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Changes Coming To NFL, Regardless Of Coronavirus

Changes Coming To NFL, Regardless Of Coronavirus

Some important changes are coming to the NFL.  Whether or not the changes will be seen this season or next depends on how quickly the coronavirus pandemic can be brought under control.  The league has already indicated that it is dead set in moving forward with the regular season on schedule, but the ultimate decision might be made somewhere else.

Everyone is hoping that the games will start up, but the current catchphrase for the NFL, and every other sports league, is “Let’s take it day by day.”

Changes Coming To NFL – New Eye In Sky

When football gets going, each officiating crew will now be equipped with a “sky judge.”  This isn’t someone floating over the field, nor is it some type of robotic referee drone (although that is undoubtedly on the way).  Instead, it’s a referee up in the booth who will be providing a backstop for the on-field crew and who will have the power to override any calls they make.


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The concept isn’t exactly new – NFL teams have discussed the option for the past several years.  However, the league routinely decided that it wasn’t going to be able to get booth referees trained quickly enough to handle the task, and the idea was nixed.  Had it been in place, the New Orleans Saints could have avoided several notable mistakes that cost them Super Bowl-potential appearances.  Not to single out the Saints, but they appear to have suffered consistently for the past few years at the hands of less-than-reliable officiating crews.

It’s an idea that has been found in other football leagues, such as the former AAF and the XFL.  It appears to have worked for the limited number of games the XFL had this year before the season was canceled, and the XFL’s head of officiating, Dean Blandino (who is also the former head of officiating for the NFL), believes the NFL Competition Committee is ready to include it in the league.  He told John Kryk of the Toronto Sun, “The competition committee had an abbreviated conference call—obviously, with what’s going on they can’t meet in person as they normally would—but they had a call last week some time, and they went through all the rules proposals. And there is support for this.”

League Changes Possible, But Draft Comes First

It would be devastating to see the upcoming NFL season canceled, and no one is yet considering this as a legitimate possibility – at least no one whose opinion matters.  Before anything happens, though, the NFL Draft has to be held.  There are plans in place to hold the draft almost entirely through remote connections, with everyone involved working from home.  Under normal circumstances, remote work is not a bad idea, but handling something of this magnitude and importance is causing concern among teams.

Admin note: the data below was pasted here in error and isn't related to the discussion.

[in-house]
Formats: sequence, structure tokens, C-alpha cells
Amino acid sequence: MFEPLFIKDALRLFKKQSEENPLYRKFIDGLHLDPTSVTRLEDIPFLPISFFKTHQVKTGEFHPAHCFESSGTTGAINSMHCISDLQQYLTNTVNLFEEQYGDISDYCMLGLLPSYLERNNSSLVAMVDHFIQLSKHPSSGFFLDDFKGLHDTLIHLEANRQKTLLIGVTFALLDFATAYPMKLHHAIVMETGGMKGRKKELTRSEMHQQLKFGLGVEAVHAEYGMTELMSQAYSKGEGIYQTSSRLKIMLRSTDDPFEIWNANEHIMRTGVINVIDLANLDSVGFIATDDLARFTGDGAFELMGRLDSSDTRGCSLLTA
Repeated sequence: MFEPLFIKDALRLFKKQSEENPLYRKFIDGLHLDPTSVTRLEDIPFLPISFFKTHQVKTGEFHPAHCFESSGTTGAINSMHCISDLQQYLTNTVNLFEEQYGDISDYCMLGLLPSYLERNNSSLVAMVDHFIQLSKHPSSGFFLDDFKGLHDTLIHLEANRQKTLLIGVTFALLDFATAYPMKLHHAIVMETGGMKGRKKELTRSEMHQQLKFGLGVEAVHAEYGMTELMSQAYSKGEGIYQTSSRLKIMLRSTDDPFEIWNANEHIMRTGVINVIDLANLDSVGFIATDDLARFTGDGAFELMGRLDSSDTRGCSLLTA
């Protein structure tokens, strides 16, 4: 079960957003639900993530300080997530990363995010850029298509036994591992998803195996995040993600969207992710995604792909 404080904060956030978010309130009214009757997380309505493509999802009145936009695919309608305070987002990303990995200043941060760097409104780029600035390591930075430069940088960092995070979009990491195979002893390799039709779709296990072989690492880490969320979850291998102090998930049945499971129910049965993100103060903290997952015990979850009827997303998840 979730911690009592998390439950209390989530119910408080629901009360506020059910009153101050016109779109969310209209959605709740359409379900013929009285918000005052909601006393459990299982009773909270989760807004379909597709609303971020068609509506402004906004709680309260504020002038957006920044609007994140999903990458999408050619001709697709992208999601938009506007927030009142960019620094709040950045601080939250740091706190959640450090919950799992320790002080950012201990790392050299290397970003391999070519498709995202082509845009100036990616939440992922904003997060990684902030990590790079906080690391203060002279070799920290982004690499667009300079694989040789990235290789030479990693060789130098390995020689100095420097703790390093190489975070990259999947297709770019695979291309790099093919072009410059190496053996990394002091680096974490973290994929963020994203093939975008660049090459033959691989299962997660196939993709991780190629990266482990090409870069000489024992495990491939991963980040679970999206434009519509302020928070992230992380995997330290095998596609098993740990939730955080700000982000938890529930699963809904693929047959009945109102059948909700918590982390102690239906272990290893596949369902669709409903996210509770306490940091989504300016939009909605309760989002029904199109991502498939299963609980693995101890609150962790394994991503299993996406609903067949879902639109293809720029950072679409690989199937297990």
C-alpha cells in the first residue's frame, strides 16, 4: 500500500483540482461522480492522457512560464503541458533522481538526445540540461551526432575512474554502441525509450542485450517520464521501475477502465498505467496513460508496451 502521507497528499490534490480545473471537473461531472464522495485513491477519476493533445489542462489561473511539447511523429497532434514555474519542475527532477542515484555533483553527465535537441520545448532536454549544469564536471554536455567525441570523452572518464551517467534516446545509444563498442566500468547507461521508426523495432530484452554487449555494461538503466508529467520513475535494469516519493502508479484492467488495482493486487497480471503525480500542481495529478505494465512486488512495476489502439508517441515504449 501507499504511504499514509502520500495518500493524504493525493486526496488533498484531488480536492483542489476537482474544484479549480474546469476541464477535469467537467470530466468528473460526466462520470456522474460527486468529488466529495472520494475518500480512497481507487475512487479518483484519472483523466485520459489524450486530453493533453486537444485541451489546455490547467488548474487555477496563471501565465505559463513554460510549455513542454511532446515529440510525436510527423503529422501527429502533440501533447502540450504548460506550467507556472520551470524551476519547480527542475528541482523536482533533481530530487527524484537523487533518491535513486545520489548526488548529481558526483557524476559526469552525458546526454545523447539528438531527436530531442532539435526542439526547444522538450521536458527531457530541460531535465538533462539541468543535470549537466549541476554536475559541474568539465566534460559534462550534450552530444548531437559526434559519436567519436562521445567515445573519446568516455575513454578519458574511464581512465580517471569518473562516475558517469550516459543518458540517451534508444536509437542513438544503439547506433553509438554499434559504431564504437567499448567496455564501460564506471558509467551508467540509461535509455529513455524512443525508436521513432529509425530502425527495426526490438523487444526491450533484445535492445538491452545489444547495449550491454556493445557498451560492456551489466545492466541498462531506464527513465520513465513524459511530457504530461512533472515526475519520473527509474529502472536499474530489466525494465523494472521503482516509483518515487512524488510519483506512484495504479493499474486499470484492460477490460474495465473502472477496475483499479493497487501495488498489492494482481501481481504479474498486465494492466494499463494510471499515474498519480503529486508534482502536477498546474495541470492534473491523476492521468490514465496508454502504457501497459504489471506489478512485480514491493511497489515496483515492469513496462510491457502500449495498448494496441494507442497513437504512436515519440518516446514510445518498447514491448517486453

In order to ensure that the actual draft runs smoothly, with more than a thousand communications channels trying to connect and participate in what would be one of the largest remote phone calls in recent history, and a first for the NFL, the league is proposing setting up a mock draft ahead of the real thing.  This would allow everyone to test out the system to make sure it works properly, but even this isn’t ideal.

John Harbaugh, the head coach of the Baltimore Ravens, is quoted by the Baltimore Ravens as saying, “Yeah, big concern.  Every time I read something in, like, The Wall Street Journal or the New York Times that talks about how messed up Zoom is, or some of these other deals … I immediately text it to our IT people, and [director of football administration] Nick Matteo’s one of those guys, and they assure me that we are doing everything humanly possible.”


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Harbaugh’s comments reference an issue that recently surfaced that the Zoom videoconference platform has been riddled with security flaws that have allowed hackers to easily break in.  The chief operating officer of the LA Rams, Kevin Demoff, agrees and, according to Football Morning in America by Peter King, states, “How do you make sure your conversations are protected?  Someone could hack into this Zoom, and you’re probably not going to learn a lot. Hacking into a team’s draft room on Zoom is probably a lot different. That would be my biggest concern just from an encryption standpoint of how do you have these conversations confidentially.”

A Number Of Questions Still Remain

This is going to be a unique NFL Draft, but these are unique times.  There are a lot of legal and logistical problems to be sorted out before anything can move forward.  Hopefully, things will be able to proceed with some sort of normalcy so that football won’t be delayed any longer than absolutely necessary.

However, the coronavirus continues to make things difficult, and is determined to disrupt the world anywhere and everywhere it can.

Erik is a writer and a sports nut who has had the good fortune to be able to experience a wide variety of world sports action up close and personal. He enjoys staying on top of the changing world of athletics and capitalizing on his writing skills to offer a unique take on what's going on in the ever-changing athletics ecosystem.

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